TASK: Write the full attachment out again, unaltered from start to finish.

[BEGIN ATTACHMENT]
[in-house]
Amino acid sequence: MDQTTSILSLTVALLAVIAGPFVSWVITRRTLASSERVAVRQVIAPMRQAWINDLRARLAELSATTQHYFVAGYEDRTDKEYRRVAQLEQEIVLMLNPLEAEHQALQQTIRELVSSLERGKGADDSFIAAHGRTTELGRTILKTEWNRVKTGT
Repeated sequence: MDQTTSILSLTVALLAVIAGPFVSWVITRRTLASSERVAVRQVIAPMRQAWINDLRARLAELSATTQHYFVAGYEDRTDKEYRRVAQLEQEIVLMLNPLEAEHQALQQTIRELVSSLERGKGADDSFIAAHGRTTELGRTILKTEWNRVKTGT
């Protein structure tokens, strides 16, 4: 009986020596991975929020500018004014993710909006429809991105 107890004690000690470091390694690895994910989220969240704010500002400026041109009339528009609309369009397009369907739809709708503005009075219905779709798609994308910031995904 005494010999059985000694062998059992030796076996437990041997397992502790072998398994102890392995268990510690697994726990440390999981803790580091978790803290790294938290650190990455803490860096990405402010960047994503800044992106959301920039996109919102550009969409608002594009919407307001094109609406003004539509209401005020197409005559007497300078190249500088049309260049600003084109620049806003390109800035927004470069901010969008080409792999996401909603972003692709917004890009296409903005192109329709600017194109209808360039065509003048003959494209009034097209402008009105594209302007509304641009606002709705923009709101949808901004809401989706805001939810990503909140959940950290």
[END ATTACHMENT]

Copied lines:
[in-house]
Amino acid sequence: MDQTTSILSLTVALLAVIAGPFVSWVITRRTLASSERVAVRQVIAPMRQAWINDLRARLAELSATTQHYFVAGYEDRTDKEYRRVAQLEQEIVLMLNPLEAEHQALQQTIRELVSSLERGKGADDSFIAAHGRTTELGRTILKTEWNRVKTGT
Repeated sequence: MDQTTSILSLTVALLAVIAGPFVSWVITRRTLASSERVAVRQVIAPMRQAWINDLRARLAELSATTQHYFVAGYEDRTDKEYRRVAQLEQEIVLMLNPLEAEHQALQQTIRELVSSLERGKGADDSFIAAHGRTTELGRTILKTEWNRVKTGT
């Protein structure tokens, strides 16, 4: 009986020596991975929020500018004014993710909006429809991105 107890004690000690470091390694690895994910989220969240704010500002400026041109009339528009609309369009397009369907739809709708503005009075219905779709798609994308910031995904 005494010999059985000694062998059992030796076996437990041997397992502790072998398994102890392995268990510690697994726990440390999981803790580091978790803290790294938290650190990455803490860096990405402010960047994503800044992106959301920039996109919102550009969409608002594009919407307001094109609406003004539509209401005020197409005559007497300078190249500088049309260049600003084109620049806003390109800035927004470069901010969008080409792999996401909603972003692709917004890009296409903005192109329709600017194109209808360039065509003048003959494209009034097209402008009105594209302007509304641009606002709705923009709101949808901004809401989706805001939810990503909140959940950290």